International speaker Bruce Brown believes the definition of an athlete does not rest solely on being born with physical gifts. A coach for 35 years, Brown spent time with students Wednesday morning outlining what it takes to be a true athlete.
He talked about going to a college to recruit a young man for his college basketball program. The young man was just finishing grade 11, was 6’7” and averaged 27 points a game. The young man could do it all and passed all the physical tests.
Brown said coaches are looking for a combination of not only ability but character to form good teams.
After talking to the coach, Brown went to the school and observed a practice from the balcony. He noticed the young man was the last person to come out of the dressing room…
….and did not actively take part in drills. On top of this, he also did not listen attentively to the coach.
The individual’s lack of effort in practice was something that did not impress Brown and he chose to leave immediately rather than staying another day to watch the player in a game situation.
Brown told students he did not care if this person was 7’9” and scored 100 points a game. He did not want this individual anywhere near his players.
“I love my guys. I have got great workers, I have got real leaders, I got real athletes, I got people committed to team. I didn’t want that guy anywhere near my guys. He is what I call a selective participant.”
Brown went on to outline things coaches look for to help teams get better.
Brown said he would never recruit a young person that does not practice hard or is disrespectful in front of their family in anyway.
The last thing a college coach does in recruiting is go on a home visit. Brown said give him a player who can’t wait to introduce his mom and dad or is doing the dishes. They know what it is like to be part of a team.
Brown was speaking in Michigan recently at a school with 4,000 kids. He was sitting in the front row waiting when individuals who looked like football players walked in. Instead of going to the back, they sat up front and right next to him. Brown asked one player if they had good coaches and the response was no, we have great coaches.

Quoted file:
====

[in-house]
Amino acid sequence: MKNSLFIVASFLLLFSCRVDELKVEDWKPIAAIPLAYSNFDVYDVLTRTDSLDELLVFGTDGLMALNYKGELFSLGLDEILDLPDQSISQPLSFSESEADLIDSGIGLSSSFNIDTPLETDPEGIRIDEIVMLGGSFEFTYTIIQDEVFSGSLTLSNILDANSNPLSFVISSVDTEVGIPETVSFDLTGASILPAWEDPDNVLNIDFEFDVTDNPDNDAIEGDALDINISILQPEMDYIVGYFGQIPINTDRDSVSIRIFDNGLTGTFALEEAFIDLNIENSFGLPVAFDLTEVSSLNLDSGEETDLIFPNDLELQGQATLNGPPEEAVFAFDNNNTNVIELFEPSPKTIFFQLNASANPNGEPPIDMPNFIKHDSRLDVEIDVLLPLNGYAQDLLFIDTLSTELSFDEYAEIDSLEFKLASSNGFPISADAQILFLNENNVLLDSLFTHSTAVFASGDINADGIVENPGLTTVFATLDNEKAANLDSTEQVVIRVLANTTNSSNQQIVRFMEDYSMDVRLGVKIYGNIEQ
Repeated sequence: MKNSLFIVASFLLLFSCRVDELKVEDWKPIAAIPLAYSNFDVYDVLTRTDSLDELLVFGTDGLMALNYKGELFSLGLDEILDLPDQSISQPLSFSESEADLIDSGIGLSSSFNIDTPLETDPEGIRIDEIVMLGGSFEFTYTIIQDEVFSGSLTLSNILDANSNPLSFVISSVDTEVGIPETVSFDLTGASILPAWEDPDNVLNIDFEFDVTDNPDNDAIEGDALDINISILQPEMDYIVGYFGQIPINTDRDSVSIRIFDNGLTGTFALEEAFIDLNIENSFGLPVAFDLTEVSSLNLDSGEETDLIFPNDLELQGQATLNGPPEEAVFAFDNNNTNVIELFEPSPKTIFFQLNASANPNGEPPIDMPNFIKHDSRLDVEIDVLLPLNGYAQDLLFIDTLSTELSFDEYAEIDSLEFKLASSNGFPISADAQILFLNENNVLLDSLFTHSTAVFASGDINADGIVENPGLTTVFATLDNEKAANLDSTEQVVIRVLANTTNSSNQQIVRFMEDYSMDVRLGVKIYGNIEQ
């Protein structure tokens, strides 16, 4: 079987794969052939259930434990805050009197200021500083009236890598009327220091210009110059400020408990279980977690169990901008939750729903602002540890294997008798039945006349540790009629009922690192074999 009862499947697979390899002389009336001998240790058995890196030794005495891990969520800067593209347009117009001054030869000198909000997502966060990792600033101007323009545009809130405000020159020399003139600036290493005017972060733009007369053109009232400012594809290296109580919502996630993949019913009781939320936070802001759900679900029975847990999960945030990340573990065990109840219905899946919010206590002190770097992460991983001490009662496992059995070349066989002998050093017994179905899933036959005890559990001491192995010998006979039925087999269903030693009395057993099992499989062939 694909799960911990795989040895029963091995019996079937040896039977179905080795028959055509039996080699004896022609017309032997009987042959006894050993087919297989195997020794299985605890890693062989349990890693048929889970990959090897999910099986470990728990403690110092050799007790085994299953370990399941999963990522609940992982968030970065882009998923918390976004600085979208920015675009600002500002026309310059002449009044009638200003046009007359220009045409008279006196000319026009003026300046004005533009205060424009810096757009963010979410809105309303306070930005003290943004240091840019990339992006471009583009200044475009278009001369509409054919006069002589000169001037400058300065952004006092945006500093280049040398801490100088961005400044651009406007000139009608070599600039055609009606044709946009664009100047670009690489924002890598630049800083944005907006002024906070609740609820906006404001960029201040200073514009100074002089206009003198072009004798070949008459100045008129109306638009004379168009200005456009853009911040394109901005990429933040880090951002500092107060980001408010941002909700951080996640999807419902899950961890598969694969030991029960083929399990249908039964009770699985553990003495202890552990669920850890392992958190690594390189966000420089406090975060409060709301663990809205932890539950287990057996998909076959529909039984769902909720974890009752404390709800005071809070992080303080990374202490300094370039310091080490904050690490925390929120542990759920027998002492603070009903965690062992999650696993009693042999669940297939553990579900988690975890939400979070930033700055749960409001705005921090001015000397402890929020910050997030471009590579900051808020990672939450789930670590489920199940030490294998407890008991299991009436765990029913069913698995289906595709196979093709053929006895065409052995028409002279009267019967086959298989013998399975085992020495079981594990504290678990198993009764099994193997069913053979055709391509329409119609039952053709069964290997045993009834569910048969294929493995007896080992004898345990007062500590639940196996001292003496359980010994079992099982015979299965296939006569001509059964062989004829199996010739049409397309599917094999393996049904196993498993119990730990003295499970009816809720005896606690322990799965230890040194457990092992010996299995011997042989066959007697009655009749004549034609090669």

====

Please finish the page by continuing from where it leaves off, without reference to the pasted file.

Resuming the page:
“I thought man, nice tribute coach. I ended up spending three extra hours just to wait and watch them practice.”
He then went on to give descriptions on what a great teammate looks like and what a real athlete looks like. There is a line that separates a good athletes from a non athlete even though people in both categories play sports.
A teachable spirit (coachable) is a character trait that an athlete will have.
An athlete has learned somewhere along the line how to take correction as a compliment. Athletes being corrected look directly at the person who is speaking in order to learn something.
They don’t say thanks with their voice but with their body language.
“You need to start worrying when coaches stop correcting you because what they are really saying is I don’t think he can get any better.”
A non-athlete will feel he or she is being picked on every time they get corrected.
“If your whole team has a teachable spirit and can take correction as a compliment, you have so much improvement you can make, it is unbelievable.”
Accountability for an athlete is reliability for the work that has to get done.
“You know you have arrived at accountability when people don’t have to watch you.”
He asked the students if they get a great workout when coaches are not present.
“You don’t need to have somebody watching to know you are going to give your best.”
Brown then discussed mental toughness and said there isn’t a college athlete he knows that doesn’t want to be mentally tough.
A mentally tough athlete can stay positive, enthusiastic and confident no matter what, he said. Nothing can break his or her spirit.
Mentally tough people like to practice hard every single day and do not have ups and downs in a season. They are always there.
With mentally weak people, every little bump in the road throws them off. They get discouraged very easily and stay discouraged longer than they should.
Brown then gave students a test they could use to determine mental toughness.
“How quickly do you personally recover from a mistake?”
All games and practices are is mistakes. Everybody makes mistakes. That is how you learn.
“If you are an athlete, you get over them faster than your game requires.”
This article by Bruce Parker appeared on Brooks Alberta Sports News.